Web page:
Financial Sector Security Faces a Tough Road Ahead

As I write this column, the House Financial Services Committee is holding a hearing to discuss Congress’ options for the development of new rules to govern the U.S. financial sector. Treasury Secretary Henry Paulson has just publicly remarked that it...


As I write this column, the House Financial Services Committee is holding a hearing to discuss Congress’ options for the development of new rules to govern the U.S. financial sector. Treasury Secretary Henry Paulson has just publicly remarked that it will be several months before the country begins to feel relief from the recently passed $700 billion financial rescue package and that another stimulus package may be needed. So I think I’m pretty safe in saying that as this article goes to print, the U.S. economy remains in a slump, and the financial sector globally is looking at increased regulatory requirements.
But what should the sector expect? And what might it mean for the security professionals who protect its businesses?

Richard A. Lefler, former CSO for American Express and emeritus faculty member of the Security Executive Council, believes we will see an increased demand for investigative programs within financial services companies as a result of emerging regulatory issues, which are likely to be focused on risk and fraud. According to Lefler, the failure of “trusted relationships” in the financial services industry should lead toward the following four potential impacts of emerging legislation:

“Financial services companies may need to expand their idea of ‘know your customer,’” Lefler says. The “know your customer” concept has previously been focused on uncovering and preventing money-laundering, but it will likely be expanded under new regulation to include documented due diligence in “knowing” customers whose firms are being loaned large sums of money. This will typically require security to partner with compliance and business units to develop team solutions.

“We may see an increased focus on regulatory due diligence for third-party relationships,” Lefler says. “One problem that contributed to the mortgage crisis was that mortgage initiation partners were not being fully vetted regarding how they were conducting business. Regulation may require closer examination of such third-party vendors, including who owns them and what the company background is.”

“We will probably see increased reporting requirements for questionable risks or suspected fraud,” Lefler continues. The financial services industry already has a good number of reporting requirements to various regulators, but, says Lefler, “we should expect increased regulations regarding suspect risk or fraud reporting, which falls more within traditional security programs.”

“It’s likely that the government will increase requirements relative to due diligence on the senior executives being hired by financial services companies,” Lefler concludes. Previously, companies worked to verify that candidates actually worked at positions they claimed to have held, but there will likely be an expansion of due diligence to larger numbers of senior managers to identify failure or inability to manage risks and fraud exposures in their past employment.

All these potential regulatory impacts would increase the load on security investigations — and increased workload probably means increased cost. But the economic downturn that has triggered the Congressional focus on new regulation has also left many financial services companies with fewer resources to go around, meaning budget cuts for business units including security are on the horizon or already underway. How can financial services companies balance an increased demand for investigative services with decreased funding?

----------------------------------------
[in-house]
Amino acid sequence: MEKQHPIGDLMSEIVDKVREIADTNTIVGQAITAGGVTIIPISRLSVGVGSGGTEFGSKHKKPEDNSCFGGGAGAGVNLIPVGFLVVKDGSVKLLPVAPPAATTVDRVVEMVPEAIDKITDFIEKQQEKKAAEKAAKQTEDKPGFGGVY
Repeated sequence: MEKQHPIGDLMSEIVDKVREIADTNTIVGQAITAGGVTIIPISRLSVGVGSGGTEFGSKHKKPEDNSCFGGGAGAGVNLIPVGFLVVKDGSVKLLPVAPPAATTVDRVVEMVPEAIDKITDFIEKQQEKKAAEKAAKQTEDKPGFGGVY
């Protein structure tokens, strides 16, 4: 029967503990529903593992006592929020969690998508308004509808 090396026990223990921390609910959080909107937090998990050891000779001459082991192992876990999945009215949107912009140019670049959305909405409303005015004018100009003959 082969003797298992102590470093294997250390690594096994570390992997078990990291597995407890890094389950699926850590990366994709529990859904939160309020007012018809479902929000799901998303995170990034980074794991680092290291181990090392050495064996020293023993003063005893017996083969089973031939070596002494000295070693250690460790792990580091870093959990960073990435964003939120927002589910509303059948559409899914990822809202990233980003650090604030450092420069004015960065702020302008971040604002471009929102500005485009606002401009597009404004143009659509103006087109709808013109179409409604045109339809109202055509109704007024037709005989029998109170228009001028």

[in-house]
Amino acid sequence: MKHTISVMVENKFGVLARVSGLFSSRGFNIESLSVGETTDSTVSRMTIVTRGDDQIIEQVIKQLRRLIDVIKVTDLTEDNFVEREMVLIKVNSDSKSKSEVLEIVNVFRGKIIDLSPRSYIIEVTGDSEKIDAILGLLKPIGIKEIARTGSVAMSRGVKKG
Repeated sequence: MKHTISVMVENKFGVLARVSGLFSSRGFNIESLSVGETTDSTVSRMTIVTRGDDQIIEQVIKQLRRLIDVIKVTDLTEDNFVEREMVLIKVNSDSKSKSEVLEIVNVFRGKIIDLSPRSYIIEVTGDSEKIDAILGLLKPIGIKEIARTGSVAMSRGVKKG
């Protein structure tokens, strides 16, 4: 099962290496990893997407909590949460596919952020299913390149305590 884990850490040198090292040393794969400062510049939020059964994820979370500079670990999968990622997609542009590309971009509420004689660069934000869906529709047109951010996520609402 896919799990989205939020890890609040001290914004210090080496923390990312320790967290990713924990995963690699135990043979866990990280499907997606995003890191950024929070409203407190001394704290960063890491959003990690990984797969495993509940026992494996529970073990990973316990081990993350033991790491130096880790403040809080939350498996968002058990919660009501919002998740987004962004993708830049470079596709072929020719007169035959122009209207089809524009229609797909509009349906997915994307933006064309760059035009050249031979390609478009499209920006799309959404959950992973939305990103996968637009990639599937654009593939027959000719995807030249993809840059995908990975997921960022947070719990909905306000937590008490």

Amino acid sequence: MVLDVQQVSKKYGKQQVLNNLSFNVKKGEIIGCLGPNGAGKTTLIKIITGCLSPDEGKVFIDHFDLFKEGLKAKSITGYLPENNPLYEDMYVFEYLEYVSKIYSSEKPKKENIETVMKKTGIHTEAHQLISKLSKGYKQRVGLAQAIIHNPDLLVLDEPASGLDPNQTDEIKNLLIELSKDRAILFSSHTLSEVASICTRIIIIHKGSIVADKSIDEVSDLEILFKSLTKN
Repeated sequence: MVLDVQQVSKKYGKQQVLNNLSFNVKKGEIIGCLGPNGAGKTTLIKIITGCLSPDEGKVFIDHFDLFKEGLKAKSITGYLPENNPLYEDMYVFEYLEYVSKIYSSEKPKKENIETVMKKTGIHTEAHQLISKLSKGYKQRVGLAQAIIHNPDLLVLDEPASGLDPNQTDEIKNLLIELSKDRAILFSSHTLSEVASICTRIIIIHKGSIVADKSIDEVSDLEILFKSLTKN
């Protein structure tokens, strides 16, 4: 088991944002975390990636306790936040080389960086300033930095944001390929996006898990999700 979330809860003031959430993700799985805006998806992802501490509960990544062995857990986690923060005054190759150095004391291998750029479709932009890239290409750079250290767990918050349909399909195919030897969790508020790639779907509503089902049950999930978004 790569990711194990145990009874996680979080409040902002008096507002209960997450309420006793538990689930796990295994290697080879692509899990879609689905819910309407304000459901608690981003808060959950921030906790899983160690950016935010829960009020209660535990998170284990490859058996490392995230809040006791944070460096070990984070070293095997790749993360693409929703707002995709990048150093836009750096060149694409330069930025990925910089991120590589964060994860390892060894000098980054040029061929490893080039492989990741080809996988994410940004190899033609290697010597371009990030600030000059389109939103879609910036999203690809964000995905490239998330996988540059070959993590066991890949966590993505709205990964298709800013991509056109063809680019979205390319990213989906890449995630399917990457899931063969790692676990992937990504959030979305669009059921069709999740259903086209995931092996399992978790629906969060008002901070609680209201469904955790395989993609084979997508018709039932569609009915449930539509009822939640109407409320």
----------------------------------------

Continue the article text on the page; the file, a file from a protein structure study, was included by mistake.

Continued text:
Lefler recommends that all security directors in financial services begin working now to prioritize their security programs. “If protecting employees and facilities with physical security was previously your first priority,” he says, “you need to recognize that investigations may now have to move up to that #1 spot, which will impact how you allocate your budget dollars. The hard part is, you have to sustain budget reductions while managing your change of priorities within this reduced budget framework. It’s hard enough to take a 15-percent budget cut, but you’ll have to take a 15-percent budget cut while reprioritizing your functions to ensure you’re giving more support to investigations with the reduced budget you now have.”

In fact, security directors in all types of businesses will likely be looking at smaller budgets for the coming year, and so will their executives and managers. This brings up another issue that applies to companies and security professionals across the board, says Bob Hayes, managing director of the Security Executive Council. “In times of economic downturn, managers and employees are facing great financial pressure, both professionally and personally,” he says. “People who are inclined to act inappropriately by cutting corners or committing fraud will be more likely to do so to reduce cost in a tough economic environment, even if they’re in a highly regulated market. Security directors should expect more hotline calls and allegations of inappropriate behavior, as well as more unscrupulous managers attempting to avoid reporting infractions or complying with regulations because of cost. Security professionals must be particularly diligent in this time of economic turmoil to ensure that their companies stay compliant.”

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